I’ve never talked to anyone. I’m used to handling things on my own. Aren’t people who go to therapy weak?

Not at all. People who ask for help know when they need it and have the courage to reach out. Everyone needs help now and then. In our work together, I’ll help you identify and explore your strengths and how to apply them to reduce the influence of the problems you are facing.

What’s the difference between talking to you or my best friend or family?

The difference is between someone who can listen and offer advice, and someone who has the training, objectivity, and experience to listen with a certain “trained ear” to help you sort out your problems. A mental health professional can help you approach your situation in a new way – teach you new skills, help you gain different perspectives, listen to you without judgment or expectations, and help you listen to yourself.

Why shouldn’t I just take medication?

Medication can be effective but it alone cannot solve all issues. Sometimes medication is needed in conjunction with psychotherapy. We can discuss whether medication might be a helpful addition, and I can refer you to someone with the authority to prescribe.

How does it work? What do I have to do in sessions?

Psychotherapy is a collaborative process to observe, discuss, and problem-solve regarding your current difficulties and related issues, such as coping skills, relationships, and experiences that may have affected the current situation. There is no guarantee that a specific result will emerge from therapy; however, as goals are developed, progress toward them will be discussed on an ongoing basis. Different types of therapy, such as group, couples, or family, or consultation with or transition to other professionals, may be discussed and considered or recommended. I tailor my therapeutic approach to your specific needs.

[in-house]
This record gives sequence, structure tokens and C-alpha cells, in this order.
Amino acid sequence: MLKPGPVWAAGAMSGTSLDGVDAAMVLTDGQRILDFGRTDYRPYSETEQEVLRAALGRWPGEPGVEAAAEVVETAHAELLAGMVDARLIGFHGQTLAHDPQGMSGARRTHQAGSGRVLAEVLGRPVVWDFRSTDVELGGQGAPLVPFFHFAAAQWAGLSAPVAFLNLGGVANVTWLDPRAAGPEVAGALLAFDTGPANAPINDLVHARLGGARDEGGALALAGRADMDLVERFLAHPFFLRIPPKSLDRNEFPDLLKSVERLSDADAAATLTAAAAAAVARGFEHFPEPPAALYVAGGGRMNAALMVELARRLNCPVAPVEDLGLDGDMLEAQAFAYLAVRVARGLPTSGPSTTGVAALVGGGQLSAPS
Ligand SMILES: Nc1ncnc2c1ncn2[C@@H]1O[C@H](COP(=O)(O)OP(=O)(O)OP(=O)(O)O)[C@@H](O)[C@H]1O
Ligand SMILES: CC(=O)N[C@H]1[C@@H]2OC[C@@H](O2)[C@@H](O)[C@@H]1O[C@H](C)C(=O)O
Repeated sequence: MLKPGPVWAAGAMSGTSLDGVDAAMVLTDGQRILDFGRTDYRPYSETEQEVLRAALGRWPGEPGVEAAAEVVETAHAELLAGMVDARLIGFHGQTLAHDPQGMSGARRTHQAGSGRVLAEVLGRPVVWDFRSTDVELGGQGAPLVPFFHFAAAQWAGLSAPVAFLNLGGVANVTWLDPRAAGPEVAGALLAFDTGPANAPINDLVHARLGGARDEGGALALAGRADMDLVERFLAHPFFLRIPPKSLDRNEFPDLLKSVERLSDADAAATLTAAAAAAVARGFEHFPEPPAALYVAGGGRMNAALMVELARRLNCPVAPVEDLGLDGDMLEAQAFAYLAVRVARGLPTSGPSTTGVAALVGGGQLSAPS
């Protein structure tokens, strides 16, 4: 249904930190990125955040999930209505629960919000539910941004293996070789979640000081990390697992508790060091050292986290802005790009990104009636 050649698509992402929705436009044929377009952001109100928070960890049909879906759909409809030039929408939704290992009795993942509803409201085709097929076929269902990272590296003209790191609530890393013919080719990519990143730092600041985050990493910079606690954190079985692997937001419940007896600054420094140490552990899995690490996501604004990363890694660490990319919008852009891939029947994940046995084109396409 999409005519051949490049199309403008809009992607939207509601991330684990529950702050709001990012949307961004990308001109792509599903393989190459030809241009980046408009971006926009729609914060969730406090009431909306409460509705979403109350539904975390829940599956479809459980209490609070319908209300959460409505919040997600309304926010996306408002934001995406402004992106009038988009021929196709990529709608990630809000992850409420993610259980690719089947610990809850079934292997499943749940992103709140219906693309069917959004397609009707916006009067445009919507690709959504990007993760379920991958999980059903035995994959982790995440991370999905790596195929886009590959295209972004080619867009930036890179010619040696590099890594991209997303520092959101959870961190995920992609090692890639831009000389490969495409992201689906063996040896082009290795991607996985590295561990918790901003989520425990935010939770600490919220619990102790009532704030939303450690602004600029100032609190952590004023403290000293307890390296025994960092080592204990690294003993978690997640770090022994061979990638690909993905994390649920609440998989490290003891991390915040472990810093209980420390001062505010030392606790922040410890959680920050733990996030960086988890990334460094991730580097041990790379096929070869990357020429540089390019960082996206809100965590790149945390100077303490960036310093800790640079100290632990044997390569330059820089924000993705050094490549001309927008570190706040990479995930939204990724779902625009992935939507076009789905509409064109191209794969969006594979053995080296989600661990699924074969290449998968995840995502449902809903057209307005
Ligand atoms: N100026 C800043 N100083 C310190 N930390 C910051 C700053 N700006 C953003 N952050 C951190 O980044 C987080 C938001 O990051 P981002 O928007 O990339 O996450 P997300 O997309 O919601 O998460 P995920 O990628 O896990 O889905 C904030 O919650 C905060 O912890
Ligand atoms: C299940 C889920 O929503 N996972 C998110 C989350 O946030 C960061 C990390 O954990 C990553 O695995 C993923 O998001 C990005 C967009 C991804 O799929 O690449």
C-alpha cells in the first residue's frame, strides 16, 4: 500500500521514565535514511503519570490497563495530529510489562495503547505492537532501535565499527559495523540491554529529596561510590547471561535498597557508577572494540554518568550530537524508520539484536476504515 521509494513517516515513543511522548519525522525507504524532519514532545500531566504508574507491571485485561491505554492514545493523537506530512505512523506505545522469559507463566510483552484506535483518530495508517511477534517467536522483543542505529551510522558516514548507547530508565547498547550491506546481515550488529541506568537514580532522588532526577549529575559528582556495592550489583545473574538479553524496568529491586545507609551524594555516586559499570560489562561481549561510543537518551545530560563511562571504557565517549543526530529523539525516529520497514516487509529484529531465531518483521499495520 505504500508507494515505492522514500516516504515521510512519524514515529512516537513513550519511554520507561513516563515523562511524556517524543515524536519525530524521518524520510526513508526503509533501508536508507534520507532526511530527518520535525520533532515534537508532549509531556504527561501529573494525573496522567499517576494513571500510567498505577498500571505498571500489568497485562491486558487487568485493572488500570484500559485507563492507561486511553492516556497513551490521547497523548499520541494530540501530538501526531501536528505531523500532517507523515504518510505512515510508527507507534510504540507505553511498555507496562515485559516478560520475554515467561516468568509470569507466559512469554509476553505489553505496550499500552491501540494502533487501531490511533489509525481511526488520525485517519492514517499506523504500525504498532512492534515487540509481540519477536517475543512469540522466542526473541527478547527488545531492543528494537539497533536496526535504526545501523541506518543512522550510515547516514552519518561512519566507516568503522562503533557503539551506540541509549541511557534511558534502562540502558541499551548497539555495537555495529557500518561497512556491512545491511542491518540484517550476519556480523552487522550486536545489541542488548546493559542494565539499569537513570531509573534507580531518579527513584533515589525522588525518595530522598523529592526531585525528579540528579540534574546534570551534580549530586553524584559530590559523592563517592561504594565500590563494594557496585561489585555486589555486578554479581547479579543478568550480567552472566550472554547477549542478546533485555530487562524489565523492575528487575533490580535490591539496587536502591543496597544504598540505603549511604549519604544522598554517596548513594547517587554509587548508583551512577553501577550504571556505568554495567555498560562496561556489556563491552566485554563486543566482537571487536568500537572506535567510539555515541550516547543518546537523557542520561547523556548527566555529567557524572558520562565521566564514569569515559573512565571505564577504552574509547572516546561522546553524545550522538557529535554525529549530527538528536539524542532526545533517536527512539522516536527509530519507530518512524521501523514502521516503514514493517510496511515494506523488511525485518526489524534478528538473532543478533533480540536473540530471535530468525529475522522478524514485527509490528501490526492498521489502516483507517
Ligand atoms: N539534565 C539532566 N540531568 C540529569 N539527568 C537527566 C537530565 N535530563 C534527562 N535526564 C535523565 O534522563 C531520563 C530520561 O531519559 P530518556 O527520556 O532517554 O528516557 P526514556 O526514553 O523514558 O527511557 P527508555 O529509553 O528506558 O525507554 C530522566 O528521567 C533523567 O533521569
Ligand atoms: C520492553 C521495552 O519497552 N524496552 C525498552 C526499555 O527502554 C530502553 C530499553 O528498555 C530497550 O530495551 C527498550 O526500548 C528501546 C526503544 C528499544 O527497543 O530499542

How long will it take?

Unfortunately, this is not possible to say in a general FAQs page. Everyone’s circumstances are unique to them and the length of time psychotherapy can take to allow you to accomplish your goals depends on your desire for personal development, your commitment, and the factors that are driving you to seek therapy in the first place. I have often said “we will work for just the right number of sessions necessary to help you reach your goals.”

I want to get the most out of therapy. What can I do to help?

I am glad you are dedicated to getting the most out of your sessions. Your active participation will be crucial to your success. Sometimes therapy involves doing “homework” between sessions. We will discuss how to make this most productive for you.